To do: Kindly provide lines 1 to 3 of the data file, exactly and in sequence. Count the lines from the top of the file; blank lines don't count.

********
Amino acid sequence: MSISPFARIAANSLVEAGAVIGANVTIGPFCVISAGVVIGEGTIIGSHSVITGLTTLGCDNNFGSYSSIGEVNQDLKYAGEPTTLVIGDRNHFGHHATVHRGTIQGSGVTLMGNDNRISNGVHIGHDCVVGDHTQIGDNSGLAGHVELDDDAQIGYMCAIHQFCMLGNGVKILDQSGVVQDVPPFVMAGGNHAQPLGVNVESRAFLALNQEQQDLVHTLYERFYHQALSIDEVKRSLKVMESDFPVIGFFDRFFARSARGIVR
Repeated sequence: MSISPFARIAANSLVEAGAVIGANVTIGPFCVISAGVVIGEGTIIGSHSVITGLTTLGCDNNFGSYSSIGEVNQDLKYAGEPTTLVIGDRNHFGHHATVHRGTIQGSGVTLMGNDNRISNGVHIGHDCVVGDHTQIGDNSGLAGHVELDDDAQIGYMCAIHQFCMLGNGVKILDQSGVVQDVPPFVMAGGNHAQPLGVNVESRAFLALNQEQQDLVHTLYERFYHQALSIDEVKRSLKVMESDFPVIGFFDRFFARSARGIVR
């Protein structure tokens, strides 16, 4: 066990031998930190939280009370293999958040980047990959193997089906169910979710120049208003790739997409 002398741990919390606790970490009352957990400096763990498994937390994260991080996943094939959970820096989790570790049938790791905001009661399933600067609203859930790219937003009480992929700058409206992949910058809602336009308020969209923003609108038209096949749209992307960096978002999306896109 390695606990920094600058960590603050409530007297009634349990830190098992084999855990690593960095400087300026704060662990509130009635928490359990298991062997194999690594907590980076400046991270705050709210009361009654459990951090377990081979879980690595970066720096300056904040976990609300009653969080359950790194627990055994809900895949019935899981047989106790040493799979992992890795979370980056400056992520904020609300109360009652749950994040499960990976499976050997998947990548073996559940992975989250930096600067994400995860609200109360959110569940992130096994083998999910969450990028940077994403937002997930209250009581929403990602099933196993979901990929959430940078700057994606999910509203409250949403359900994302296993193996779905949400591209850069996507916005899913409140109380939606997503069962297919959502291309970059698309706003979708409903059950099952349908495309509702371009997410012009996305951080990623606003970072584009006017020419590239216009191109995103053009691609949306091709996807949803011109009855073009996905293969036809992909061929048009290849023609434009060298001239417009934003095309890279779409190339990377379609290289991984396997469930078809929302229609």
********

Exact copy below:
Amino acid sequence: MSISPFARIAANSLVEAGAVIGANVTIGPFCVISAGVVIGEGTIIGSHSVITGLTTLGCDNNFGSYSSIGEVNQDLKYAGEPTTLVIGDRNHFGHHATVHRGTIQGSGVTLMGNDNRISNGVHIGHDCVVGDHTQIGDNSGLAGHVELDDDAQIGYMCAIHQFCMLGNGVKILDQSGVVQDVPPFVMAGGNHAQPLGVNVESRAFLALNQEQQDLVHTLYERFYHQALSIDEVKRSLKVMESDFPVIGFFDRFFARSARGIVR
Repeated sequence: MSISPFARIAANSLVEAGAVIGANVTIGPFCVISAGVVIGEGTIIGSHSVITGLTTLGCDNNFGSYSSIGEVNQDLKYAGEPTTLVIGDRNHFGHHATVHRGTIQGSGVTLMGNDNRISNGVHIGHDCVVGDHTQIGDNSGLAGHVELDDDAQIGYMCAIHQFCMLGNGVKILDQSGVVQDVPPFVMAGGNHAQPLGVNVESRAFLALNQEQQDLVHTLYERFYHQALSIDEVKRSLKVMESDFPVIGFFDRFFARSARGIVR
């Protein structure tokens, strides 16, 4: 066990031998930190939280009370293999958040980047990959193997089906169910979710120049208003790739997409 002398741990919390606790970490009352957990400096763990498994937390994260991080996943094939959970820096989790570790049938790791905001009661399933600067609203859930790219937003009480992929700058409206992949910058809602336009308020969209923003609108038209096949749209992307960096978002999306896109 390695606990920094600058960590603050409530007297009634349990830190098992084999855990690593960095400087300026704060662990509130009635928490359990298991062997194999690594907590980076400046991270705050709210009361009654459990951090377990081979879980690595970066720096300056904040976990609300009653969080359950790194627990055994809900895949019935899981047989106790040493799979992992890795979370980056400056992520904020609300109360009652749950994040499960990976499976050997998947990548073996559940992975989250930096600067994400995860609200109360959110569940992130096994083998999910969450990028940077994403937002997930209250009581929403990602099933196993979901990929959430940078700057994606999910509203409250949403359900994302296993193996779905949400591209850069996507916005899913409140109380939606997503069962297919959502291309970059698309706003979708409903059950099952349908495309509702371009997410012009996305951080990623606003970072584009006017020419590239216009191109995103053009691609949306091709996807949803011109009855073009996905293969036809992909061929048009290849023609434009060298001239417009934003095309890279779409190339990377379609290289991984396997469930078809929302229609």